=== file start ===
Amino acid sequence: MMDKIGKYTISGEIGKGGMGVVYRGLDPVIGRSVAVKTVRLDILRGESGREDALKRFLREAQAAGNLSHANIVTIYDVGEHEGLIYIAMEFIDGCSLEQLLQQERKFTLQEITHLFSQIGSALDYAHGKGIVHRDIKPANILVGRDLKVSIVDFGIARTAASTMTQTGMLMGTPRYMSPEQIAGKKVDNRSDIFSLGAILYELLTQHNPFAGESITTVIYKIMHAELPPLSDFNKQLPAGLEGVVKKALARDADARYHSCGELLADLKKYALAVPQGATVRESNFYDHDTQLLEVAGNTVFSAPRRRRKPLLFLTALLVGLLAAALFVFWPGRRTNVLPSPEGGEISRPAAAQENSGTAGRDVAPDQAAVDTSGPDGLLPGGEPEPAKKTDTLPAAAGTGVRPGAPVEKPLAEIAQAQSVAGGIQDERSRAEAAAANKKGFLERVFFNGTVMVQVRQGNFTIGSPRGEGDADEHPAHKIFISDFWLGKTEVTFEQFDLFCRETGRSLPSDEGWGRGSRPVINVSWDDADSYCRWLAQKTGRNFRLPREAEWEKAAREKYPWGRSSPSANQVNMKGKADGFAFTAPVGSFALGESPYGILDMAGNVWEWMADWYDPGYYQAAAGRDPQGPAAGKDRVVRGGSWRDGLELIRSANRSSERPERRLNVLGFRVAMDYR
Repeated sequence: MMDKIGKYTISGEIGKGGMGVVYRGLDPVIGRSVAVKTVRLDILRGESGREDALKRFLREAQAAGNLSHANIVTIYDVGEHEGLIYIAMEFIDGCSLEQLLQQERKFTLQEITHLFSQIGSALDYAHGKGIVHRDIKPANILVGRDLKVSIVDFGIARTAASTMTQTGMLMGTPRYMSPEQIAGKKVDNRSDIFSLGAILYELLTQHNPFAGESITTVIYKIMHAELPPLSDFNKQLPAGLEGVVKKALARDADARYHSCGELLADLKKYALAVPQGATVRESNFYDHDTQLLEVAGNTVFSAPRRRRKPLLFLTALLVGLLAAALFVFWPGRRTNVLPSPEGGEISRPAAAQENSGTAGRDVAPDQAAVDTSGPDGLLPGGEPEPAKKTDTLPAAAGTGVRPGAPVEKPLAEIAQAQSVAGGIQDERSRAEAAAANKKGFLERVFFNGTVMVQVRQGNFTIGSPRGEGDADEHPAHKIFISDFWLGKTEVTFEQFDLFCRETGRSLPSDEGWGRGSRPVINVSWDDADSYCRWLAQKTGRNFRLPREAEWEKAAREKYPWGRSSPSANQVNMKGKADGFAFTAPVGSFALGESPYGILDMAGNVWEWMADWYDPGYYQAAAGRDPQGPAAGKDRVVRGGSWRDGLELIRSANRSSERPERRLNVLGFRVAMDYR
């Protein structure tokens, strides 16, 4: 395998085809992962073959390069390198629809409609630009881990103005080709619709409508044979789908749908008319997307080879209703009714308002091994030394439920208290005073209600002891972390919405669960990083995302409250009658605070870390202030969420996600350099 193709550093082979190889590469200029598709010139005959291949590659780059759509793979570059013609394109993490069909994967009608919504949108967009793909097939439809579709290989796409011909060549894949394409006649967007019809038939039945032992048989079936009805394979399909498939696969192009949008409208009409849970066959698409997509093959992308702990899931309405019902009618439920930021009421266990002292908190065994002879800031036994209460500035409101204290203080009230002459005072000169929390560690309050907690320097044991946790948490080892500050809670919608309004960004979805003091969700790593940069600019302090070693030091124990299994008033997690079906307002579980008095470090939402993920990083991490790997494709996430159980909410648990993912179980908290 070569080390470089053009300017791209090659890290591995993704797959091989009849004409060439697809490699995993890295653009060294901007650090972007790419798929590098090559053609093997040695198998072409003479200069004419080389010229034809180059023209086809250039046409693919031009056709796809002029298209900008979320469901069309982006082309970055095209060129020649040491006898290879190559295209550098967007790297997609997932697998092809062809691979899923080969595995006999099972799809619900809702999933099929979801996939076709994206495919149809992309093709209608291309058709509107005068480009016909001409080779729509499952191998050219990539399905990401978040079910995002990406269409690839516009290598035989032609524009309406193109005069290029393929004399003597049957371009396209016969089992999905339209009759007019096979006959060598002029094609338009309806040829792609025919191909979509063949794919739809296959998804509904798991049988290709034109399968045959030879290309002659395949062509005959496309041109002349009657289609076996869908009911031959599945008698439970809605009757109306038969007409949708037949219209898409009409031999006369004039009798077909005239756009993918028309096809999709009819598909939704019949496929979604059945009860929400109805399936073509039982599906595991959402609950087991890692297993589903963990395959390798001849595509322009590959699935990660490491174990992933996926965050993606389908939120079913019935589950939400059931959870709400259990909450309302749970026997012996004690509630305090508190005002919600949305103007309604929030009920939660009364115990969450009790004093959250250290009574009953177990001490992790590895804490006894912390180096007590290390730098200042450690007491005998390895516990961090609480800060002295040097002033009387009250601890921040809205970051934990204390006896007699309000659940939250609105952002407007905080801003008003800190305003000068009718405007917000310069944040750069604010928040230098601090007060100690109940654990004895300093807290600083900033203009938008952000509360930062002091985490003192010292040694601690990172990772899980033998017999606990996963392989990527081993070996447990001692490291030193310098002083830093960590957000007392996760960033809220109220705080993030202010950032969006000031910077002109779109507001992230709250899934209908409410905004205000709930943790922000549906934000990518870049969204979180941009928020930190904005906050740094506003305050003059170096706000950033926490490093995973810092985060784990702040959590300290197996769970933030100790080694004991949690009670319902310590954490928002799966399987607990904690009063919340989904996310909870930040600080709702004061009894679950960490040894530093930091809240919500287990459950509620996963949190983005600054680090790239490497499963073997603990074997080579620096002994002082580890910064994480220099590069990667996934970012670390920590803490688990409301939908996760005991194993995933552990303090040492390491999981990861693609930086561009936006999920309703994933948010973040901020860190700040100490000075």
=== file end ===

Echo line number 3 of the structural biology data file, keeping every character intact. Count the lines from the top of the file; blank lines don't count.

């Protein structure tokens, strides 16, 4: 395998085809992962073959390069390198629809409609630009881990103005080709619709409508044979789908749908008319997307080879209703009714308002091994030394439920208290005073209600002891972390919405669960990083995302409250009658605070870390202030969420996600350099 193709550093082979190889590469200029598709010139005959291949590659780059759509793979570059013609394109993490069909994967009608919504949108967009793909097939439809579709290989796409011909060549894949394409006649967007019809038939039945032992048989079936009805394979399909498939696969192009949008409208009409849970066959698409997509093959992308702990899931309405019902009618439920930021009421266990002292908190065994002879800031036994209460500035409101204290203080009230002459005072000169929390560690309050907690320097044991946790948490080892500050809670919608309004960004979805003091969700790593940069600019302090070693030091124990299994008033997690079906307002579980008095470090939402993920990083991490790997494709996430159980909410648990993912179980908290 070569080390470089053009300017791209090659890290591995993704797959091989009849004409060439697809490699995993890295653009060294901007650090972007790419798929590098090559053609093997040695198998072409003479200069004419080389010229034809180059023209086809250039046409693919031009056709796809002029298209900008979320469901069309982006082309970055095209060129020649040491006898290879190559295209550098967007790297997609997932697998092809062809691979899923080969595995006999099972799809619900809702999933099929979801996939076709994206495919149809992309093709209608291309058709509107005068480009016909001409080779729509499952191998050219990539399905990401978040079910995002990406269409690839516009290598035989032609524009309406193109005069290029393929004399003597049957371009396209016969089992999905339209009759007019096979006959060598002029094609338009309806040829792609025919191909979509063949794919739809296959998804509904798991049988290709034109399968045959030879290309002659395949062509005959496309041109002349009657289609076996869908009911031959599945008698439970809605009757109306038969007409949708037949219209898409009409031999006369004039009798077909005239756009993918028309096809999709009819598909939704019949496929979604059945009860929400109805399936073509039982599906595991959402609950087991890692297993589903963990395959390798001849595509322009590959699935990660490491174990992933996926965050993606389908939120079913019935589950939400059931959870709400259990909450309302749970026997012996004690509630305090508190005002919600949305103007309604929030009920939660009364115990969450009790004093959250250290009574009953177990001490992790590895804490006894912390180096007590290390730098200042450690007491005998390895516990961090609480800060002295040097002033009387009250601890921040809205970051934990204390006896007699309000659940939250609105952002407007905080801003008003800190305003000068009718405007917000310069944040750069604010928040230098601090007060100690109940654990004895300093807290600083900033203009938008952000509360930062002091985490003192010292040694601690990172990772899980033998017999606990996963392989990527081993070996447990001692490291030193310098002083830093960590957000007392996760960033809220109220705080993030202010950032969006000031910077002109779109507001992230709250899934209908409410905004205000709930943790922000549906934000990518870049969204979180941009928020930190904005906050740094506003305050003059170096706000950033926490490093995973810092985060784990702040959590300290197996769970933030100790080694004991949690009670319902310590954490928002799966399987607990904690009063919340989904996310909870930040600080709702004061009894679950960490040894530093930091809240919500287990459950509620996963949190983005600054680090790239490497499963073997603990074997080579620096002994002082580890910064994480220099590069990667996934970012670390920590803490688990409301939908996760005991194993995933552990303090040492390491999981990861693609930086561009936006999920309703994933948010973040901020860190700040100490000075």